“I didn’t pay a penny for my Scooter, Medicare paid it all!” Remember seeing and hearing this on TV? Yes, these are the lines of a TV commercial for a chain of motorized wheelchair stores that features an elderly lady.
The condition stated above may change with the introduction of a new law which will come into effect on January 1st. As a result, there won’t be an extension to the competitive bidding process that provides equipment to Medicare recipients like our cup holder and other wheelchair accessories. Also, the first month purchase option for Medicare patients may be stopped.
Companies that manufacture and sell these high-tech chairs to Medicare patients identify this change as a huge threat. Jay Broadbent, CEO of Salt Lake City based Alpine Home Medical feels that the change will deteriorate the existing situation further. “The power mobility suppliers are already encountering rising government audits, slow down in reimbursement costs, and reimbursement cuts of above 35 percent for the last five years”, he stated.
He also pointed out that there won’t to be enough providers left to supply the Medicare recipients with mobility devices and this has to be realized by Washington authorities.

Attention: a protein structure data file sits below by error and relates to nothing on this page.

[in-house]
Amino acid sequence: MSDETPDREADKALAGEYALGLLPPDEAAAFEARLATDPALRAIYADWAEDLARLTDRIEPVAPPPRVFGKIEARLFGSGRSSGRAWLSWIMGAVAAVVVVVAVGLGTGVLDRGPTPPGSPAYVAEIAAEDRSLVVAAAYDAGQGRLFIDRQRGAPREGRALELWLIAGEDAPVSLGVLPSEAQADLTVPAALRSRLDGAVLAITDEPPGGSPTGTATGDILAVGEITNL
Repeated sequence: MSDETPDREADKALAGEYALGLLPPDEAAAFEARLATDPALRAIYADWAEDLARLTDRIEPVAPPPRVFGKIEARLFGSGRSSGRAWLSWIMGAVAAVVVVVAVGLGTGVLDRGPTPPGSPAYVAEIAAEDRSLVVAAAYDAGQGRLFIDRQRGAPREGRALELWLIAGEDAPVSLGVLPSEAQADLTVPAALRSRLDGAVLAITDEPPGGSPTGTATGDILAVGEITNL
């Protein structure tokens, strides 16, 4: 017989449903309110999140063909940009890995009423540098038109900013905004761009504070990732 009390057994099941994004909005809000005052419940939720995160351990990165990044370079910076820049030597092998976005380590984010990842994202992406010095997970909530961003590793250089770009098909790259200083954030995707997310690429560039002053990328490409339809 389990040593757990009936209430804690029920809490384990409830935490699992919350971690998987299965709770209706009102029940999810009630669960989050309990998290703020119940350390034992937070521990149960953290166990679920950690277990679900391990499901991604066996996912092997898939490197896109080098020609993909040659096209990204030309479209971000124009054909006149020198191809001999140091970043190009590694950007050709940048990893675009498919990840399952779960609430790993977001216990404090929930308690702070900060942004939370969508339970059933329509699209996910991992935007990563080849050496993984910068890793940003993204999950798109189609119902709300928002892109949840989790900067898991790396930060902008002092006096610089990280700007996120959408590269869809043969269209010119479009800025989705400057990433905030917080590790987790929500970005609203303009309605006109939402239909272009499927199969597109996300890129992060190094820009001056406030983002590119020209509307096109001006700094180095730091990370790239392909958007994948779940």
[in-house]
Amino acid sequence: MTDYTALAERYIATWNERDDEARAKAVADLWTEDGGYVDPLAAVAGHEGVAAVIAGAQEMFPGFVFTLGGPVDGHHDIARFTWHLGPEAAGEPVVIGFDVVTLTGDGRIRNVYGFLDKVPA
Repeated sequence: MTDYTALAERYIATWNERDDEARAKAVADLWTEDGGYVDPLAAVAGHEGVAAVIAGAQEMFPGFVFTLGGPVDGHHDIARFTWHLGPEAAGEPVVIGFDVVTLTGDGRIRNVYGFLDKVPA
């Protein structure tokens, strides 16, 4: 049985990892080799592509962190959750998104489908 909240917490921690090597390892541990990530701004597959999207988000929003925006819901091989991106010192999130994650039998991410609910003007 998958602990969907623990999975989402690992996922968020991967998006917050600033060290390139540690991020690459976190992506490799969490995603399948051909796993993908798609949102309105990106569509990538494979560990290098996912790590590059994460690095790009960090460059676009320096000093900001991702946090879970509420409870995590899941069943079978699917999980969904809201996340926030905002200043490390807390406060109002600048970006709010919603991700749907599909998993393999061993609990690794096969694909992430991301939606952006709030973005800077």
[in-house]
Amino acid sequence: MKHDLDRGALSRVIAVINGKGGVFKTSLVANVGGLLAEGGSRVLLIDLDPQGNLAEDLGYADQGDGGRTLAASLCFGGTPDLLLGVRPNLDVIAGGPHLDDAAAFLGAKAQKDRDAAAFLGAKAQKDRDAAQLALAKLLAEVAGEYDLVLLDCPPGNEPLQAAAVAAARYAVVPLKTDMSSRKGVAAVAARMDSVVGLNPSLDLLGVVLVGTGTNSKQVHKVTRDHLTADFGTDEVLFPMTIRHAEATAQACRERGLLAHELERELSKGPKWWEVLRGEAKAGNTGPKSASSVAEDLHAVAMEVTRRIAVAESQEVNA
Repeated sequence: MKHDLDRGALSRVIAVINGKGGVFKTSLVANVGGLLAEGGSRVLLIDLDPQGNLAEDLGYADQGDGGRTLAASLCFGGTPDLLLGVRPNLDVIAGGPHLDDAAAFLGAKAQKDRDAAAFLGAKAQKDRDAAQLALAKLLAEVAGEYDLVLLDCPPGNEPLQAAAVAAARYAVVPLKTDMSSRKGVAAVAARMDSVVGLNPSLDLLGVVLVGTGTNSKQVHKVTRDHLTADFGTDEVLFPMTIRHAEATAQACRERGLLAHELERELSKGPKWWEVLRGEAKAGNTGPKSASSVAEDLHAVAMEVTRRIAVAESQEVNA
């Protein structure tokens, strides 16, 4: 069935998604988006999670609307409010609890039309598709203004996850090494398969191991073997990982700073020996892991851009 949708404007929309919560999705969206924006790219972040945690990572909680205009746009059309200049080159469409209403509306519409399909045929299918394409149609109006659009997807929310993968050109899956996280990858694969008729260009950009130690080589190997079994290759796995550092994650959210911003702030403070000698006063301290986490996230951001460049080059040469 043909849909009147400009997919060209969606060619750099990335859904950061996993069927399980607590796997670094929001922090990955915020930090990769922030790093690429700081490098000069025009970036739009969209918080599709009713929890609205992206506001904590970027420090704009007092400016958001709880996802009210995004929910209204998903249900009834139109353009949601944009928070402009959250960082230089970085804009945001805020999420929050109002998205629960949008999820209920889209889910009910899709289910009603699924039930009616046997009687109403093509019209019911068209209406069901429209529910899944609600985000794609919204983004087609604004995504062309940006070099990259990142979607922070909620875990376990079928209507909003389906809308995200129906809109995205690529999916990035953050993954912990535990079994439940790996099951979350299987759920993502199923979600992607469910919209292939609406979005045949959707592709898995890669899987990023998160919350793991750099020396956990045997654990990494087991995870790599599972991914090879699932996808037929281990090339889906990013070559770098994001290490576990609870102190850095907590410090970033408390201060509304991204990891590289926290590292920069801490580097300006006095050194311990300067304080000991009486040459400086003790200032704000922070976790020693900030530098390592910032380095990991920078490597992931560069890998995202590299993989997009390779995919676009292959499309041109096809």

In place of elimination of first-month purchase option, for the initial 13 months that a patient uses the device, the government intends to disburse rental payments to providers. Yet several providers exclaim that with credit tight in the sluggish market they can’t get the loans or lines of credits they need to afford the upfront price of buying power wheelchairs from manufacturers.
The new law comes up at a time when Medicare has been cracking down on scams linked to the purchase of power wheelchairs (hopefully not our drink holder) that may cost thousands of dollars. Last month, the Justice Department declared the guilty petitions of three people who were involved in a Medicare fraud plan worked out of a Durable Medical Equipment (DME) a company based in Houston, Texas.
The appeals of the defendants tell that they were paid bribes for referring Medicare beneficiaries to the DME Company, Luant & Odera Inc which presented fake claims to Medicare for power wheelchairs, wheelchair accessories, and motorized scooters which were not at all medically required.
On its website, Medicare explains its concern with fraud and states that majority of doctors, health care providers, suppliers, and private companies who works with them are truthful, but a few aren’t which causes problems for everyone.